- The Washington Times - Friday, July 14, 2000

A team of Cisco Systems software engineers is in South Africa this week pitching its new technology that they say could help slow the spread of AIDS, especially in Third World regions where access to information technology is rare.

The engineers, who work in Herndon, Va., are presenting their technology to nearly 10,000 medical and government policy representatives from all over the world at the 13th International AIDS Conference in Durban, South Africa, which ends Friday.

AIDS has killed almost 19 million people worldwide so far, and more than two-thirds of those carrying the disease live in sub-Saharan Africa, according to the United Nations. Other reports show that AIDS and related illnesses will leave 30.2 million children without one or both parents in the 34 sub-Saharan countries, Asia, Latin American and the Caribbean.

The spread of AIDS has been slowed in the United States and Europe at least temporarily with the help of mass education programs. But health officials in most developing countries have not had the resources to effectively disseminate information about the deadly disease.

The Ministry of Health in Egypt, concerned about the rapid spread of AIDS and other infectious diseases throughout Africa, decided a year ago that the best way to keep track of the disease would be to connect all 400 medical facilities in the country via the Internet. Such a system would allow medical workers to share information and track the location of the illness.

While AIDS is a major concern in Egypt, health officials there were also concerned about diseases such as cholera, malaria and yellow fever. Doctors had the content and the idea for a network of information, but they didn't have the technology.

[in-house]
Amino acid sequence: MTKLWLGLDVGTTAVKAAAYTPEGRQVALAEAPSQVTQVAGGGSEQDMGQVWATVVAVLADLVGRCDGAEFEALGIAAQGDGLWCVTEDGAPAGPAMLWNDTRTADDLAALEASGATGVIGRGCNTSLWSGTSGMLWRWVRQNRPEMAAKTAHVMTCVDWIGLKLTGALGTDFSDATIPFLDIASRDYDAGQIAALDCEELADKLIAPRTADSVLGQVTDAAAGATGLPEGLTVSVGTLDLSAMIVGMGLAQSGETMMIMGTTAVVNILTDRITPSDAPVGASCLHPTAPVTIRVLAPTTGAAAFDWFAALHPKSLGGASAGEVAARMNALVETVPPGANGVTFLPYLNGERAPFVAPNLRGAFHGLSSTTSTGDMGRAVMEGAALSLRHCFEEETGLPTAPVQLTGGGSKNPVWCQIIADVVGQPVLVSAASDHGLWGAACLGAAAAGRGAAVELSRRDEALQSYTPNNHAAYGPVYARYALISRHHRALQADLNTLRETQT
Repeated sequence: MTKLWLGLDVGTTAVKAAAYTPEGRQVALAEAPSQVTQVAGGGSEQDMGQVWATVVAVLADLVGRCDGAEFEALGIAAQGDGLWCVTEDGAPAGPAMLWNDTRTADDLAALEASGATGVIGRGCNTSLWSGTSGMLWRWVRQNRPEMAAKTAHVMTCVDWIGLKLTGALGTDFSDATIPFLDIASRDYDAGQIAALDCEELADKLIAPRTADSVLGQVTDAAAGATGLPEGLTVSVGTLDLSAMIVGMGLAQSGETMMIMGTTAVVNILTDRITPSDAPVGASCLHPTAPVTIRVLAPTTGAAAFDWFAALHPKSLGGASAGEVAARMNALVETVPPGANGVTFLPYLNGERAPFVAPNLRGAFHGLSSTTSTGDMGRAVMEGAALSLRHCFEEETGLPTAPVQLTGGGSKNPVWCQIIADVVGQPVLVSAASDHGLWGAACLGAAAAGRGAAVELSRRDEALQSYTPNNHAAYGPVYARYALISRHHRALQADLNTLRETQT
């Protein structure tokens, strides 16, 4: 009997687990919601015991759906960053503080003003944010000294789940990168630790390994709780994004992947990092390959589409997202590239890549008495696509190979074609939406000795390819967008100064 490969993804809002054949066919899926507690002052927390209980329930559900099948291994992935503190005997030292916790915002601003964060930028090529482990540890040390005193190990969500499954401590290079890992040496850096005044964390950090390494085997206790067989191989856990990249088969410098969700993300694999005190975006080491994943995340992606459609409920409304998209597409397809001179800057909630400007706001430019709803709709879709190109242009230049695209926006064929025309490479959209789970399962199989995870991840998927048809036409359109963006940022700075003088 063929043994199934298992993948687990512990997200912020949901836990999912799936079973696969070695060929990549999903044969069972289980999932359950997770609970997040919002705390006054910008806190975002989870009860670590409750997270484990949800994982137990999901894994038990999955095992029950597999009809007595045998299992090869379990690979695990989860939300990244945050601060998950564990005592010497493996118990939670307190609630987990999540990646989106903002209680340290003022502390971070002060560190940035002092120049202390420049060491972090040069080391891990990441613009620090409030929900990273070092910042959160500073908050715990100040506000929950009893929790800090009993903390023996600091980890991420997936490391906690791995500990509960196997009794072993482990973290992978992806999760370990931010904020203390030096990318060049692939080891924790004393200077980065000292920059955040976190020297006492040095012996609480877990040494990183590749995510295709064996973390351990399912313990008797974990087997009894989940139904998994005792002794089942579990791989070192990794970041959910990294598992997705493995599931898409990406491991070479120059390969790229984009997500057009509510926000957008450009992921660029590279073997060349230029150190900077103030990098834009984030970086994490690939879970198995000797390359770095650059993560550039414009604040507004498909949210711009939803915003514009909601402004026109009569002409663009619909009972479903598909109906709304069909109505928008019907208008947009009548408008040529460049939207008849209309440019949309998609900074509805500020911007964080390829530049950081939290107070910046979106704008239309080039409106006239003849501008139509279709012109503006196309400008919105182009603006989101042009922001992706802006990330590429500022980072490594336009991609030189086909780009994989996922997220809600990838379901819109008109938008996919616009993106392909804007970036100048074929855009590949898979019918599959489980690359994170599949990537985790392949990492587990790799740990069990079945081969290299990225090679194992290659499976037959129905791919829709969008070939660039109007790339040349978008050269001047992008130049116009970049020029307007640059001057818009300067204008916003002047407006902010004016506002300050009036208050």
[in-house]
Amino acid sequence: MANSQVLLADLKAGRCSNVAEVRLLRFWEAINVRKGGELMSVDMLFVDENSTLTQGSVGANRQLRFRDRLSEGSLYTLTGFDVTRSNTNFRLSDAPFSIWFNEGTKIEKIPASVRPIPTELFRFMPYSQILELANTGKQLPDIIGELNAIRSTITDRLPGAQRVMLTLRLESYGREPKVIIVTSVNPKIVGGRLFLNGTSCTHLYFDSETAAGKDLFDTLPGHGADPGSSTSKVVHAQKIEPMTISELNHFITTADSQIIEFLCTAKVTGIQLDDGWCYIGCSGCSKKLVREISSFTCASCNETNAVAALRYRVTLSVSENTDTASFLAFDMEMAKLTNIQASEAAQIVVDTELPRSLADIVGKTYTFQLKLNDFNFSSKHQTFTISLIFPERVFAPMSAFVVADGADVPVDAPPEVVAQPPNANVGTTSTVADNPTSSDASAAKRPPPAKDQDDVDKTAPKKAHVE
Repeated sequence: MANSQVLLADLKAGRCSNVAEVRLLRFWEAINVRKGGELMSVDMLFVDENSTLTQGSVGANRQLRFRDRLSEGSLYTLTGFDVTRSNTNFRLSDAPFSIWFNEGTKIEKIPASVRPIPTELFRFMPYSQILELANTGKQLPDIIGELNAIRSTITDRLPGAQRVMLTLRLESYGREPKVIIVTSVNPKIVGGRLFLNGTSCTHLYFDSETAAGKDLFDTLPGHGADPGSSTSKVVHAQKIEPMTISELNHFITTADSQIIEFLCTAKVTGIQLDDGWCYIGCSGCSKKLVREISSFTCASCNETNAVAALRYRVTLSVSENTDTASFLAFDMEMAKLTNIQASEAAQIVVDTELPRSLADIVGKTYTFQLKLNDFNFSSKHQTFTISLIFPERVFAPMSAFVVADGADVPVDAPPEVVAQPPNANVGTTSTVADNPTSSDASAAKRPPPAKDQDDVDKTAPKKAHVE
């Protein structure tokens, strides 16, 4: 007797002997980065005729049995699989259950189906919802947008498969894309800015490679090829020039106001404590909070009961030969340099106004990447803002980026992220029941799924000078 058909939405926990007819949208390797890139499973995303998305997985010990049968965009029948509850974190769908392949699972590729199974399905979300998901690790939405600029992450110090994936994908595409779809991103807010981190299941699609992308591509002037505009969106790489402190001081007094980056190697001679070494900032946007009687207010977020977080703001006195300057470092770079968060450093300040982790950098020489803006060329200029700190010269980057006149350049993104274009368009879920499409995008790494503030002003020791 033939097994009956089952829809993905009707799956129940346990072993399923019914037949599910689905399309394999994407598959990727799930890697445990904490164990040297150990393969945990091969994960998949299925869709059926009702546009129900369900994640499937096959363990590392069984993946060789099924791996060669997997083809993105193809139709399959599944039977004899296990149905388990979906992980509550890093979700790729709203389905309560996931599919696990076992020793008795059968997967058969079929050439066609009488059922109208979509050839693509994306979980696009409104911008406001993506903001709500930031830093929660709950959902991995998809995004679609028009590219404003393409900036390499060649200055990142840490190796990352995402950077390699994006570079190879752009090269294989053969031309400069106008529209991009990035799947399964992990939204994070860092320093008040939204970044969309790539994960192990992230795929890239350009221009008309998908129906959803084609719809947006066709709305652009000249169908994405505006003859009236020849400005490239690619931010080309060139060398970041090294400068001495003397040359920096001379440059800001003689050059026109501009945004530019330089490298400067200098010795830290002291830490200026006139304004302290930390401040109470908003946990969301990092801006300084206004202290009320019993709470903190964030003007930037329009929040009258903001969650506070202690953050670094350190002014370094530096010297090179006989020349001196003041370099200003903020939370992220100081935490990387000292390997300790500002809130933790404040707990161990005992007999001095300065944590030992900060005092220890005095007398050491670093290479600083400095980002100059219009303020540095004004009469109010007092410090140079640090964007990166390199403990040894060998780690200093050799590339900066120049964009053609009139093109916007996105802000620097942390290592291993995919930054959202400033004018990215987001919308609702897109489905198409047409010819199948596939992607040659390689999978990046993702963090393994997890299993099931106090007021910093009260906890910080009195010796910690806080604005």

That's where Cisco came in.

"We are not going to invent a vaccine or a procedure. We are just changing the way experts are able to work together to address the concern," said Jim Messa, director of the Cisco Systems Strategic Global Alliances in Herndon.

The Internet-based network acts as a centralized warehouse for information. Doctors from 400 medical facilities in 43 provinces in Egypt feed statistics into the network, allowing it to map regions and show where the disease is increasing or diminishing.

The network "has helped effectively the tracking of infectious diseases," Mr. Messa said.

"This helps in terms of knowing where to send health care providers or educators. It shows the urgent spots who needs what, when," he added.

The technology was put in place in Egypt last summer. Cisco officials would neither disclose the terms of its arrangement with Egypt, nor discuss the dollar value of its technology.

One of Cisco's competitors in this field, Nortel Networks Corp. of Canada, is providing similar services for international projects throughout Africa.

The two companies' services are valuable because "just tracking AIDS in Africa is a considerable challenge," Mr. Messa said. "In the past, [Egyptian] medical organizations worked independently, and may or may not have reported to other what they are going … now they are working together."

Companies like Cisco and Nortel see Africa as an untapped market where information technologies are increasingly needed. After this week's presentation, Cisco hopes to gain more clients in Africa.

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